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2007 National Diabetes Fact Sheet
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The diabetes estimates in this fact sheet were derived from various data systems of the Centers for Disease Control and Prevention (CDC), the user population database of the Indian Health Service (IHS), the U.S. Renal Data System of the National Institutes of Health (NIH), the U.S. Census Bureau, and published studies. Estimates of the total number of persons with diabetes and the prevalence of diabetes in 2007 were derived using 2003–2006 National Health and Nutrition Examination Survey (NHANES), 2004–2006 National Health Interview Survey (NHIS), 2005 IHS data, and 2007 resident population estimates. Many of the estimated numbers and percentages of people with diabetes were derived by applying diabetes prevalence estimates from health surveys of the civilian, noninstitutionalized population to the most recent 2007 resident population estimates. These estimates have some variability due to the limits of the measurements and estimation procedures. The procedures assumed that age-race-sex–specific percentages of adults with diabetes (diagnosed and undiagnosed) in 2007 are the same as they were in earlier time periods (e.g., 2003–2006), and that the age-race-sex–specific percentages of adults with diabetes in the resident population are identical to those in the civilian, noninstitutionalized population. Deviations from these assumptions may result in over- or under-estimated numbers and percentages. For further information about the methods for deriving total, diagnosed, and undiagnosed diabetes prevalence from NHANES data, see http://www.cdc.gov/mmwr/preview/mmwrhtml/mm5235a1.htm. More detail on the data sources, references, and methods are available at http://www.cdc.gov/diabetes/pubs/references07.htm.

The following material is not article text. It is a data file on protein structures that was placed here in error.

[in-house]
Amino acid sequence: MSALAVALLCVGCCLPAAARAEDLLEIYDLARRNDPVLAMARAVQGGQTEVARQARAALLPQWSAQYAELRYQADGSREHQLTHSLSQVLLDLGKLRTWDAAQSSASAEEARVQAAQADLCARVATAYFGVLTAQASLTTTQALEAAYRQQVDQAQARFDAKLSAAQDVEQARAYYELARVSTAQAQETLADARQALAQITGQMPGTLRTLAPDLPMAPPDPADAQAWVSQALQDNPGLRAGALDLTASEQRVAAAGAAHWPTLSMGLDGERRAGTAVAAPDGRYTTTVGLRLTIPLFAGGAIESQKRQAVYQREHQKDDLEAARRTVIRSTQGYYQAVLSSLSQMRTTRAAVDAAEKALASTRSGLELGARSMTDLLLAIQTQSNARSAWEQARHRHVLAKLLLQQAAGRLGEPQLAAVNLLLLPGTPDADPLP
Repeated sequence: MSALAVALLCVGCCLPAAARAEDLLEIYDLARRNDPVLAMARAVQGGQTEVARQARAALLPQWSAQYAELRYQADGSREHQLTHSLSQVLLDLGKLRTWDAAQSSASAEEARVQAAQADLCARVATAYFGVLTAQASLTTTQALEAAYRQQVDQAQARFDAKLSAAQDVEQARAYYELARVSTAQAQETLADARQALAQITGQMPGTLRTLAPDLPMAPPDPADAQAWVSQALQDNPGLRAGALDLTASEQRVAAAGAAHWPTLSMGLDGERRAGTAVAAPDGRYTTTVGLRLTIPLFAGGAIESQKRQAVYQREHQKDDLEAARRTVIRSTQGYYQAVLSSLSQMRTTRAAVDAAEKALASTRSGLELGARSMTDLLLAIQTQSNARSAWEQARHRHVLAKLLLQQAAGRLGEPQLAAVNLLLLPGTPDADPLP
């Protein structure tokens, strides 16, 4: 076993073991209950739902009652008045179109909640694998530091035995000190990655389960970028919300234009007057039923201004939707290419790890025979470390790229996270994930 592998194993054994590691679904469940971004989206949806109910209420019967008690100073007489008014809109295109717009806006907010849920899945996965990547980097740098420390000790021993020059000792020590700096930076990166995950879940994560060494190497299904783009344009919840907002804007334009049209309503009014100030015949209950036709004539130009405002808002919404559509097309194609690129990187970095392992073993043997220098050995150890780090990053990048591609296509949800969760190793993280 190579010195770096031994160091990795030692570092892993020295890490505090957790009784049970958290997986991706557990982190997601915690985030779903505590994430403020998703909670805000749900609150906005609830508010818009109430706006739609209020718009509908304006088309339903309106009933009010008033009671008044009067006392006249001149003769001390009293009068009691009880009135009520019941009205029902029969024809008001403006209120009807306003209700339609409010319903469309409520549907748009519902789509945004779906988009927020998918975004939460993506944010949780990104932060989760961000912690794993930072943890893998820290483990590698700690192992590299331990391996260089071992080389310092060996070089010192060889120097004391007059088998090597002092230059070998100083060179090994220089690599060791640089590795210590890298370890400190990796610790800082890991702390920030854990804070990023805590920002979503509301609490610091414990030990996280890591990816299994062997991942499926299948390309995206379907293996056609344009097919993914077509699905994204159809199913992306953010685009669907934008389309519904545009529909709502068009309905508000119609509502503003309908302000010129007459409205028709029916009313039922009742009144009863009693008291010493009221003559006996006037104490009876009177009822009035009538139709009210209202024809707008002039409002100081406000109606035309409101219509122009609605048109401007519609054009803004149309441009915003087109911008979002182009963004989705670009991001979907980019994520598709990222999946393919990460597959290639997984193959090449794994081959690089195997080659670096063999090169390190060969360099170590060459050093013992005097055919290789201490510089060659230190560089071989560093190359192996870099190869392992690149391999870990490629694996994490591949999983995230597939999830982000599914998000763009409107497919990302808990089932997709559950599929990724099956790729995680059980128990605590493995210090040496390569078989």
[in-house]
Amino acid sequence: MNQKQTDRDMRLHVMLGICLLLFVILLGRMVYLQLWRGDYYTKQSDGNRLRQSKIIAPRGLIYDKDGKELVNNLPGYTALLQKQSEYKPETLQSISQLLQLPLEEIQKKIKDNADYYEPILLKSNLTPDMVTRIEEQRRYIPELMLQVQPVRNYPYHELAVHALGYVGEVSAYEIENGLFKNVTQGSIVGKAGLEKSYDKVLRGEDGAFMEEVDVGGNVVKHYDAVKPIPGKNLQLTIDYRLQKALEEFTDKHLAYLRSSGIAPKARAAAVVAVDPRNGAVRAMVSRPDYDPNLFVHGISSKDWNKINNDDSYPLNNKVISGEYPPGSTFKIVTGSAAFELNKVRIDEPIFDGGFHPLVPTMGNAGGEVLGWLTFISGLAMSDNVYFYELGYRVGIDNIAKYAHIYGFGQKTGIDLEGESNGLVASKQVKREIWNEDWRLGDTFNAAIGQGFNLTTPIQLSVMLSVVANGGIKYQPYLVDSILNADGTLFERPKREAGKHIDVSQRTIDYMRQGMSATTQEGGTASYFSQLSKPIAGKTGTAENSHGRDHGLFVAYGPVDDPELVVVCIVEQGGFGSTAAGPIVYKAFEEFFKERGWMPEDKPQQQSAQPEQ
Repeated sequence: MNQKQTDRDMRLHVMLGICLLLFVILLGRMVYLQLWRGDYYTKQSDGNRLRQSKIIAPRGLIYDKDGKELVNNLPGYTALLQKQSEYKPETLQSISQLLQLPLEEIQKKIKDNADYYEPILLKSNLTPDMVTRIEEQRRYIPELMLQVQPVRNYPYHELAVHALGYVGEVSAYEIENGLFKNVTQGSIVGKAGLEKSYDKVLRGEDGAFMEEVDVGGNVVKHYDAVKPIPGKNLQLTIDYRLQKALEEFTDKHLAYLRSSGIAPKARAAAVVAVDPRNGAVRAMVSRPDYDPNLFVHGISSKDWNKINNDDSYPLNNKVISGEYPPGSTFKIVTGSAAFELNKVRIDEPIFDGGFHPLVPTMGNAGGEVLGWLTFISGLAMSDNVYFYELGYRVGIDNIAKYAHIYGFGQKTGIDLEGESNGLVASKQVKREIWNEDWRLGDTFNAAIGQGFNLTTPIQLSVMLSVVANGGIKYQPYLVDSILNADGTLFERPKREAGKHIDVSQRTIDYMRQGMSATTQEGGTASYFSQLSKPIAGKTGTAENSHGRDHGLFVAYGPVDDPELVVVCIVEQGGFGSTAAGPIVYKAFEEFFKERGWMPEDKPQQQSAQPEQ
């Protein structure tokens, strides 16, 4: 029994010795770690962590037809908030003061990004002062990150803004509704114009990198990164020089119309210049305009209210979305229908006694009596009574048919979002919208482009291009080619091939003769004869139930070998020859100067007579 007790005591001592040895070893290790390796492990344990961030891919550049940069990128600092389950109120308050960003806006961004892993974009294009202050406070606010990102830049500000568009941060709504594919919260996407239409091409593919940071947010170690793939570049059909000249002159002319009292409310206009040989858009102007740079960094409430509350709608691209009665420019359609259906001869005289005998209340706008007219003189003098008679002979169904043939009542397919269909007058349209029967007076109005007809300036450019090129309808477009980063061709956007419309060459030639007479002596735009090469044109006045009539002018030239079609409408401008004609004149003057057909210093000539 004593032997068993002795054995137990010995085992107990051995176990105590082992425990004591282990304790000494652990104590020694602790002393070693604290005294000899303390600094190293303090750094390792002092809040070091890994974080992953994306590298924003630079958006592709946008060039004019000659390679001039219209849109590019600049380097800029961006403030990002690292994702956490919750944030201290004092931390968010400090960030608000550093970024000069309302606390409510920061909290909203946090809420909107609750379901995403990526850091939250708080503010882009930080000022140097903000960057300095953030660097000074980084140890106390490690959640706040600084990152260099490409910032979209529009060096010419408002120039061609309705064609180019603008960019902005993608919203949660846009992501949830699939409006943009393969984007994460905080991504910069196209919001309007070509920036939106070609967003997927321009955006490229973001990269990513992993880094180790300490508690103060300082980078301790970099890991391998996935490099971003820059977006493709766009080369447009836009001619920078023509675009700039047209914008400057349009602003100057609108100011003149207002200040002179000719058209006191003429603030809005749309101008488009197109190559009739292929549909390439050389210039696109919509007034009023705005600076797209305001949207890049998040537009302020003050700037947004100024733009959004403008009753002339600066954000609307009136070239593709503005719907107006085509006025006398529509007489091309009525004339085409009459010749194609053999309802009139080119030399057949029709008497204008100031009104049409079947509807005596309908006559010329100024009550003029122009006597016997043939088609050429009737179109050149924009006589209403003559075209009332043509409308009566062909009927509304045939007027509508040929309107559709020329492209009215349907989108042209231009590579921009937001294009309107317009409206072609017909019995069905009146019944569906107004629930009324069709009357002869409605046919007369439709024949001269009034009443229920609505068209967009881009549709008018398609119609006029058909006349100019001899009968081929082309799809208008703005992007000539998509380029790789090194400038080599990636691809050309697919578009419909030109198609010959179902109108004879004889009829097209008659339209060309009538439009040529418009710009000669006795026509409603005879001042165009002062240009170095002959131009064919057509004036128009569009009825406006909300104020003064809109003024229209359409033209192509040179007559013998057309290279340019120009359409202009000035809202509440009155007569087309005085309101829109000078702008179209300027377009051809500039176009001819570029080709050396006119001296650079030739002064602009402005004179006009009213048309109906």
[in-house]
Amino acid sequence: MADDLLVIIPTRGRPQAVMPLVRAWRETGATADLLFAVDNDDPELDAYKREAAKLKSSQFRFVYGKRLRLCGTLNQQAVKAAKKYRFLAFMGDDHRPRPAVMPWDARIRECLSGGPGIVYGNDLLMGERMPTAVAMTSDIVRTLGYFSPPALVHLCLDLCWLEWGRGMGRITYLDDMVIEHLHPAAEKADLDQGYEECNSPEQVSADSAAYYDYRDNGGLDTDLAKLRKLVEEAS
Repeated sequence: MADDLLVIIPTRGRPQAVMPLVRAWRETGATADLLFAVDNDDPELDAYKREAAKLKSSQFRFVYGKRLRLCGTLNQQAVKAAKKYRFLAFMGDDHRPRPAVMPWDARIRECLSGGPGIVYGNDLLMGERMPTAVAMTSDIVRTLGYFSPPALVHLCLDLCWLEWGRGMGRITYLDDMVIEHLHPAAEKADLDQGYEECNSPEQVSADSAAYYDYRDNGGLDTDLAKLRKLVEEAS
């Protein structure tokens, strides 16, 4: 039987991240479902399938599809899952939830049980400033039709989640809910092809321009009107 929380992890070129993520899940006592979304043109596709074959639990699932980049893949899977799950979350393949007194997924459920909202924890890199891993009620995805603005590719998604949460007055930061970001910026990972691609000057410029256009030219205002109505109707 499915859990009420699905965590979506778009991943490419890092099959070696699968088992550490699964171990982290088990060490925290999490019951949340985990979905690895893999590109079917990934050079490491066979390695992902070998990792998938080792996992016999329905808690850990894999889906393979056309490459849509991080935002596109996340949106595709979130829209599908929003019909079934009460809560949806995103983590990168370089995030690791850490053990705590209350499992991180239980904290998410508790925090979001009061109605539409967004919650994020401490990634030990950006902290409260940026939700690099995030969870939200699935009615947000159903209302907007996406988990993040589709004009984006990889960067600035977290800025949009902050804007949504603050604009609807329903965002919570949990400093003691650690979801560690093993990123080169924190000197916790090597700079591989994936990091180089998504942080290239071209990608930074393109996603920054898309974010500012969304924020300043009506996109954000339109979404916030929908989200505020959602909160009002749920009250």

Prevalence of diagnosed and undiagnosed diabetes in the United States, all ages, 2007
Total: 23.6 million people or 7.8% of the population have diabetes.
Diagnosed: 17.9 million people
Undiagnosed: 5.7 million people
Prevalence of diagnosed and undiagnosed diabetes among people aged 20 years or older, United States, 2007
Age 20 years or older: 23.5 million or 10.7% of all people in this age group have diabetes.
Age 60 years or older: 12.2 million or 23.1% of all people in this
age group have diabetes.
Men: 12.0 million or 11.2% of all men aged 20 years or older have diabetes.
Women: 11.5 million or 10.2% of all women aged 20 years or older have diabetes.
Non-Hispanic whites: 14.9 million, or 9.8% of all non-Hispanic whites aged 20 years or older have diabetes.
Non-Hispanic blacks: 3.7 million, or 14.7% of all non-Hispanic blacks aged 20 years or older have diabetes.
Source: 2003–2006 National Health and Nutrition Examination Survey estimates of total prevalence (both diagnosed and undiagnosed) were projected to year 2007.
Detailed information about this graph is available.
About 186,300 people younger than 20 years have diabetes (type 1 or type 2). This represents 0.2% of all people in this age group. Estimates of undiagnosed diabetes are unavailable for this age group.
Race and ethnic differences in prevalence of diagnosed diabetes
Sufficient data are not available to derive prevalence estimates of both diagnosed and undiagnosed diabetes for all minority populations. For example, national survey data can not provide reliable estimates for the Native Hawaiian and other Pacific Islander population. However, national estimates of diagnosed diabetes for certain minority groups are available from national survey data and from the IHS user population database, which includes data for approximately 1.4 million American Indians and Alaska Natives in the United States who receive health care from the IHS. Because most minority populations are younger and tend to develop diabetes at earlier ages than the non-Hispanic white population, it is important to control for population age differences when making race and ethnic comparisons.
- Data from the 2005 IHS user population database indicate that 14.2% of the American Indians and Alaska Natives aged 20 years or older who received care from IHS had diagnosed diabetes. After adjusting for population age differences, 16.5% of the total adult population served by IHS had diagnosed diabetes, with rates varying by region from 6.0% among Alaska Native adults to 29.3% among American Indian adults in southern Arizona.